The restaurants of Sausalito rival those of San Francisco. Sushi Ran sources its fish daily both locally and from Tokyo's Tsukiji market and creates Japanese/Pacific rim fusion dishes you certainly won't find at your local sushi joint. The innovation coming out of this kitchen has earned the restaurant a Michelin star - no surprise with stunners like fiddlehead fern tempura, kimchee brussel sprouts, soft shell crawfish rolls, Vietnamese shaking beef and - my favorite - smoked Hamachi tataki. If Mexican food was not at the top of my list, it's only because I had yet to eat at Copita, whose chef -- cookbook author and TV celebrity, Joanne Weir -- gives Rick Bayless a run for his money. I loved her ceviches, the street-style corn-on-the-cob, the tangy mole. Weir kept everybody happy by bringing out an array of tequila drinks with sassy names like Barb Wire and Smoking Gun. Her dessert cocktail -- a simple combo of tequila and chocolate ice cream -- had everyone oohing and aahing. At Le Garage, an authentic French bistro in an old auto repair shop on the water, I ate a memorable moules frites (mussels with French fries) as the cute French waiters joked with each other in Parisian slang. And the patio at Bar Bocce, with its fire pit and beach side bocce court, is a great choice for lunch, with a good assortment of pizzas and salads.

The views of the Golden Gate Bridge from the Marin Headlands take your breath away: as you hike you might find yourself above the bridge one minute, then so close to it you feel like you can stretch out your arm and touch it. Part of the 80,000 acre Golden Gate National Recreation Area, the headlands is a 2,100-acre unspoiled expanse of immense biological diversity inhabited by many endangered species of fish, reptiles, amphibians, butterflies and birds. Once home to the Native American Coast Miwok tribe and later a strategic site for WWII military fortifications and top-secret Cold War initiatives, now the Marin Headlands is tranquility personified, perfect for a drive (there's a 12 mile driving loop), a hike, or hanging out and appreciating nature's bounty and balm.
photo: Andrea R. Vaucher

Wildlife abounds here and in the fall, thousands of hawks, falcons, eagles, vultures and other raptors funnel into the headlands and over Hawk Hill, searching for the warm thermals that provide a lift they don't get flying over water. Perhaps the most endangered species are the marine mammals, especially the seal and sea lion pups that are abandoned on the beaches as global warming and other oceanic calamities force their mothers further out to sea in search of food. Fortunately, the Marine Mammal Center, a 40-year-old non-profit staffed mostly by devoted volunteers, is dedicated to the rescue and rehabilitation of these sick and injured mammals and its state-of-the-art research center leads the effort to promote global conservation of our oceans and its denizens.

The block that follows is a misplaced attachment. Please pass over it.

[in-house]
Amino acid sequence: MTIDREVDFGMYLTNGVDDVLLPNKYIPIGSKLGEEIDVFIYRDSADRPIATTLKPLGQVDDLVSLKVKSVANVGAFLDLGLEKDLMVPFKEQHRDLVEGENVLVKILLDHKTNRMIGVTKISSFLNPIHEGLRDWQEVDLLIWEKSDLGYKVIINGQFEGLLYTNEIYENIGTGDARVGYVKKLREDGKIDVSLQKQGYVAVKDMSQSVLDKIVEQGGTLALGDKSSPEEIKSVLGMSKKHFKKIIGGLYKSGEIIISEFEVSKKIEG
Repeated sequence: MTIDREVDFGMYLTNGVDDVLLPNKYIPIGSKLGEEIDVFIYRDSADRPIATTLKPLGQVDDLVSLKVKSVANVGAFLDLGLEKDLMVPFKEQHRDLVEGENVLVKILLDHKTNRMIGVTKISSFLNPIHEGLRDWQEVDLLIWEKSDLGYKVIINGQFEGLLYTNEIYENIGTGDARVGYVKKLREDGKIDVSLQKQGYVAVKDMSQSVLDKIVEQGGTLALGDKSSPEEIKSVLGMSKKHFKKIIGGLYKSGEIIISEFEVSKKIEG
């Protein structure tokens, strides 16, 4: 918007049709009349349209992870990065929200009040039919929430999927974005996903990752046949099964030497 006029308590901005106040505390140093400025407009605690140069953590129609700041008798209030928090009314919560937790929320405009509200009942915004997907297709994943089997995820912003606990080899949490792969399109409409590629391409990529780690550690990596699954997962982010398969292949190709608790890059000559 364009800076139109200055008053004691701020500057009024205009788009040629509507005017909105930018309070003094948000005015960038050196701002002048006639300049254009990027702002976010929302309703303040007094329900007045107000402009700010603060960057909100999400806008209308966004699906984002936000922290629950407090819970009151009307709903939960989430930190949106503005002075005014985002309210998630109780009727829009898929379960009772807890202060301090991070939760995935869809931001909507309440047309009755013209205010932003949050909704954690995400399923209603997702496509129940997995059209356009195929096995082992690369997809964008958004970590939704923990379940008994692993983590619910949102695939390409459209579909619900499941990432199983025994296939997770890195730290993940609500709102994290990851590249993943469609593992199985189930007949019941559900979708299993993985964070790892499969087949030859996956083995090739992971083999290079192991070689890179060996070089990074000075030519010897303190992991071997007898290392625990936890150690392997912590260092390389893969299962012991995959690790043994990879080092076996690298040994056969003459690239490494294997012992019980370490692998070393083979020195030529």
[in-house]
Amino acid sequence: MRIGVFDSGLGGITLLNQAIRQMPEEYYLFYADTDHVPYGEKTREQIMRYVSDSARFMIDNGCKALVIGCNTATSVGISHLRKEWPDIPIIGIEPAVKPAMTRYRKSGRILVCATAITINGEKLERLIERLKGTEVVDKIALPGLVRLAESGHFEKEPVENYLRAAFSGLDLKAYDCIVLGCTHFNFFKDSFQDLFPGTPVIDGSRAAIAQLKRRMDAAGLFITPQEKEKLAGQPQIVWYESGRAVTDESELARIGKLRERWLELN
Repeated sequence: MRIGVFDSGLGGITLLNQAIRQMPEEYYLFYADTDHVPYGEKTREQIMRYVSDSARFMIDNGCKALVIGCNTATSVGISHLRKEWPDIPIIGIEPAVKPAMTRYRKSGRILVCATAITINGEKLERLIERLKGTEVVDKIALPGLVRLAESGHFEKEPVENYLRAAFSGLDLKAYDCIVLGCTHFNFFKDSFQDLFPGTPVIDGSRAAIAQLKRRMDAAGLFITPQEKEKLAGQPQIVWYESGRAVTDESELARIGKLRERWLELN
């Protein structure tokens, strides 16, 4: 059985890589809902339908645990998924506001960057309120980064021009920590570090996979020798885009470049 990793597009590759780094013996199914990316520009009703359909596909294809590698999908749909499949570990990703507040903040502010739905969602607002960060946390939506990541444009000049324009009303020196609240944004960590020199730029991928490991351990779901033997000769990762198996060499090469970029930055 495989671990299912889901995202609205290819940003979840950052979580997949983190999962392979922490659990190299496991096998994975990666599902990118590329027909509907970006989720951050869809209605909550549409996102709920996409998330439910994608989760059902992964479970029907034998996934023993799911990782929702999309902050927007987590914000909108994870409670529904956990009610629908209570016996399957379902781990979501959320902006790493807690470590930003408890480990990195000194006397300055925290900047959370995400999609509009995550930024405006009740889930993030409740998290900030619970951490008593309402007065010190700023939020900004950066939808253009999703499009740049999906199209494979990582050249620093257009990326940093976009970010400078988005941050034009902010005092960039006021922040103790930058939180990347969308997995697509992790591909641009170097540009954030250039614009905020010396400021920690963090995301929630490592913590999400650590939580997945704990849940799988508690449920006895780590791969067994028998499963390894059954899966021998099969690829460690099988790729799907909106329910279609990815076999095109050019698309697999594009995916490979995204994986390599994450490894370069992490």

Sure, if you stay at the Four Seasons Hotel on Market Street you can work out at the Equinox Sports Club right in the same building, but if you stay at Inn Above Tide, you can test yourself with exciting outdoor exercise options you won't get to do at home. Grab one of the hotel's fleet of brand new Marin bikes and head north along the water to Mill Valley (following, of course, owner Kass Green's bike path map.) Green also mapped one of the tougher exercise challenges in town, a butt-blasting Step Walk that will take you up and down the hills behind town and introduce you to the various Sausalito neighborhoods and history. How about checking out the famous Sausalito houseboats from a stand-up paddleboard or kayak? Sea Trek has been leading adventures for over 30 years, guiding paddlers under the Golden Gate Bridge (views of Alcatraz, Angel Island and the Marin Headlands coast), around the Bay under the full moon or to Angel Island where you picnic before paddling back across the bay.

The next time you want to spend a few days in the Bay Area do it the chill way -- don't stay in San Francisco. Instead, choose Sausalito, the Marin County town that's part Mediterranean village, part upscale hippie enclave and totally fun and fabulous.